Sarah marched into the room, followed by her slump-shouldered husband, Paul, and their 11-year-old daughter, Ally, who sort of shuffled to the couch, eyes on the floor, her long dark hair almost covering her face. They were coming in for family therapy because Ally was wetting the bed.
It was the first time I’d met then, but Sarah had mentioned over the phone that her son, Jason, had died by suicide his freshman year in college, just the year before.
During our first session, the room was thick with tension as Sarah told me about her intense frustration with Ally, who sat motionless, her legs pulled up and her arms wrapped tightly around them.
Sarah complained that Ally’s bedwetting was just an attempt to get attention. “She won’t even wash her sheets afterward! She’s so immature compared to how Jason was at her age.” Suddenly, Sarah bowed her head and began to cry.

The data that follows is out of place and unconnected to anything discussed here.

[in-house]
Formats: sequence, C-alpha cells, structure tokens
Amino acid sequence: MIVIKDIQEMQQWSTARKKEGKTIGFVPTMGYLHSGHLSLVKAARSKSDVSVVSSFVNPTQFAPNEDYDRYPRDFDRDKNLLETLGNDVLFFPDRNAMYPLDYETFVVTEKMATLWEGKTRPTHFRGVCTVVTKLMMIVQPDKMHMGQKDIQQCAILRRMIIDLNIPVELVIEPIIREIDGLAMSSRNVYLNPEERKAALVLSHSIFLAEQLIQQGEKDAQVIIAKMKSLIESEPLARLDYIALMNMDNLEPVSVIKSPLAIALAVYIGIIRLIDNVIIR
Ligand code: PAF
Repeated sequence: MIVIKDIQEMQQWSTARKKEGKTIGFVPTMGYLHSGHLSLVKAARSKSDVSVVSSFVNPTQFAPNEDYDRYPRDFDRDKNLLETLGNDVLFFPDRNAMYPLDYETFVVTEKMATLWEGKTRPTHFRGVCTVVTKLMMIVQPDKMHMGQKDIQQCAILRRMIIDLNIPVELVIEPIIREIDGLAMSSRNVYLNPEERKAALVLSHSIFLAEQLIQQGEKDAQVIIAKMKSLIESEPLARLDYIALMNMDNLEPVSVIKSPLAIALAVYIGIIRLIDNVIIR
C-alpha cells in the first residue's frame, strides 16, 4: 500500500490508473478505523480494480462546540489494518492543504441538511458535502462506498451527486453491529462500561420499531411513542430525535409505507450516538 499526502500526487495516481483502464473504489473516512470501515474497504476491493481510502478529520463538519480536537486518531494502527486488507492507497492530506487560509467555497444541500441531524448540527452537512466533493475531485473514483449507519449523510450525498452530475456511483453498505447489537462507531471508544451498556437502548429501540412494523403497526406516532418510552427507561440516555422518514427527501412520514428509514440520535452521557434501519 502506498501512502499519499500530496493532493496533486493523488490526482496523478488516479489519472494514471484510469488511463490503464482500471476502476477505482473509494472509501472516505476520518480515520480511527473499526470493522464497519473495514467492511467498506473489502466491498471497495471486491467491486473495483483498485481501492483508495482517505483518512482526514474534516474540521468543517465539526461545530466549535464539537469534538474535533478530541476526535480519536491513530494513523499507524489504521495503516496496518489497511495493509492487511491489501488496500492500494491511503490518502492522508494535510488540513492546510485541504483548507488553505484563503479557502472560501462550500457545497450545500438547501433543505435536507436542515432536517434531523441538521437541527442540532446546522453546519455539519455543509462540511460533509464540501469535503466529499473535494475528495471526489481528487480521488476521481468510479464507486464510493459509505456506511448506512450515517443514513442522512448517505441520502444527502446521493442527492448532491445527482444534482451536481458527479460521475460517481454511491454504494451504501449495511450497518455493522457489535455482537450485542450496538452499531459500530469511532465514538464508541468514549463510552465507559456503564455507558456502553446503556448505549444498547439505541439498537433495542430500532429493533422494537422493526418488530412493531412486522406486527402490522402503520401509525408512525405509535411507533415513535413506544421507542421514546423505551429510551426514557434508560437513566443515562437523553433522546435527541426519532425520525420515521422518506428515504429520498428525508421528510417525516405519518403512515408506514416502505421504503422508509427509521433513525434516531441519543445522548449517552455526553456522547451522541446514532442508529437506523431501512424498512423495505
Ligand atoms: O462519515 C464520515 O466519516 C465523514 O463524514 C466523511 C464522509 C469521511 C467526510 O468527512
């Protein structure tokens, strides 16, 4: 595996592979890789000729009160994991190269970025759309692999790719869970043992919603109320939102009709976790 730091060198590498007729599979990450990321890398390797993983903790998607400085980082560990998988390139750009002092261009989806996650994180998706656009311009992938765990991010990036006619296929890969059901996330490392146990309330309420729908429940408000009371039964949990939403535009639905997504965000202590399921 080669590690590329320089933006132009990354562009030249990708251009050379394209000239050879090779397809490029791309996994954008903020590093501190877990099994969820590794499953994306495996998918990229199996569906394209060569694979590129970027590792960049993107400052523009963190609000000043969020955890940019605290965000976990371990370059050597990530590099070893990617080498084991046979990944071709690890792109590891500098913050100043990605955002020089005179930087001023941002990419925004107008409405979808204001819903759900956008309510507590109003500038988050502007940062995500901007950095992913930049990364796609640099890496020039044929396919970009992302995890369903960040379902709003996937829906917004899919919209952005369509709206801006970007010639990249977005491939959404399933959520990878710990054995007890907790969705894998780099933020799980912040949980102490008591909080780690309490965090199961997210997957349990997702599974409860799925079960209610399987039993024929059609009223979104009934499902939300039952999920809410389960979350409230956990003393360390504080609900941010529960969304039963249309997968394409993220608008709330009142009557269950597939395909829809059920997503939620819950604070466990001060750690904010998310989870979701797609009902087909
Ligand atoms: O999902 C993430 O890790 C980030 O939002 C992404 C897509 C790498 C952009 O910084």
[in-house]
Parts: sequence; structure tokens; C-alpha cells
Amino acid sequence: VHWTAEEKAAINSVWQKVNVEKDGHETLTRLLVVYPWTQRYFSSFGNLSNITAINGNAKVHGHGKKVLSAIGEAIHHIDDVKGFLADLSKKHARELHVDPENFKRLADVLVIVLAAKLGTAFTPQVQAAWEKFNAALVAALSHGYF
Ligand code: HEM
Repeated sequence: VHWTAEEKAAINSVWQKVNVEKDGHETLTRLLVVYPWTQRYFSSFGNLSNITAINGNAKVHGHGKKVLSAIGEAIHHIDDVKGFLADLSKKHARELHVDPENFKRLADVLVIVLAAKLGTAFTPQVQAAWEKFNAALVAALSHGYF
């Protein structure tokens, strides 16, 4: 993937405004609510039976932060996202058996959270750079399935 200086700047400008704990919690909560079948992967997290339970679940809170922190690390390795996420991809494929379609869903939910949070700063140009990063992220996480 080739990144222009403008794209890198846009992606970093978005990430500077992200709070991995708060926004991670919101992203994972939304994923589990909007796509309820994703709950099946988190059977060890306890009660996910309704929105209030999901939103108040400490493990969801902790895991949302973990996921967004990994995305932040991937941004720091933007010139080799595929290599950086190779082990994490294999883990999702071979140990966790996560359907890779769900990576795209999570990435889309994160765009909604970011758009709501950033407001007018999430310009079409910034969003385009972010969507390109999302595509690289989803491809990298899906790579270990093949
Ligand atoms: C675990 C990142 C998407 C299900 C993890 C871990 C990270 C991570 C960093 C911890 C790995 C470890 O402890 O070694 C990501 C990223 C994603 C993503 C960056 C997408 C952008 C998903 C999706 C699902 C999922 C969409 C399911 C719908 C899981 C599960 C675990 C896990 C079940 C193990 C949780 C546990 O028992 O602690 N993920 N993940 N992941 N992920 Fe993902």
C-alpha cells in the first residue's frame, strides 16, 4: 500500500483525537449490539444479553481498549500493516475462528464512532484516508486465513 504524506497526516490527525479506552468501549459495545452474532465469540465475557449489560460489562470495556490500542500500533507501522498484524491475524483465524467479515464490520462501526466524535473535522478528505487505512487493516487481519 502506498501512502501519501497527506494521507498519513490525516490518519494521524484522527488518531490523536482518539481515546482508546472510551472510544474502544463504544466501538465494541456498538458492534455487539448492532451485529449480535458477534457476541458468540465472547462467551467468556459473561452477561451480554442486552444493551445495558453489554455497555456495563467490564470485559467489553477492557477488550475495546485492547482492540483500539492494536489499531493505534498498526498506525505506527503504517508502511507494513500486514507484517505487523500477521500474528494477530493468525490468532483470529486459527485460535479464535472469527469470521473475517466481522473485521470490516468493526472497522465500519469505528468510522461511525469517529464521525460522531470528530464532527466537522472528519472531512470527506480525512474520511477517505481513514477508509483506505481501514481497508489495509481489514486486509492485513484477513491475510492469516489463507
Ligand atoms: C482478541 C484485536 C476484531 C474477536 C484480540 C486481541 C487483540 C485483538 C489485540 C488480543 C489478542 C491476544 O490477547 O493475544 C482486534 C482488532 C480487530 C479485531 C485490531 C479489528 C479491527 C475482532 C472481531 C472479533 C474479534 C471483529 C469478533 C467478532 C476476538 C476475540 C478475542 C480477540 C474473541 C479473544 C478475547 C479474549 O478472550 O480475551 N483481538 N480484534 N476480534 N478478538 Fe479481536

Paul stepped in to explain, “My wife is still grieving the passing of our son last year,” he said. His voice was oddly robotic. And then Sarah took over, launching into a description of her wonderful, gifted son, whom she couldn’t believe had been desperate and impulsive enough to take his own life. He’d left no note or clues.
I found myself distracted, remembering how much it would’ve mattered to me if my mom had written a note before her suicide when I was in my 20s. Anything that would’ve let us know what she was feeling or thinking before she took the 30 Seconal tablets and…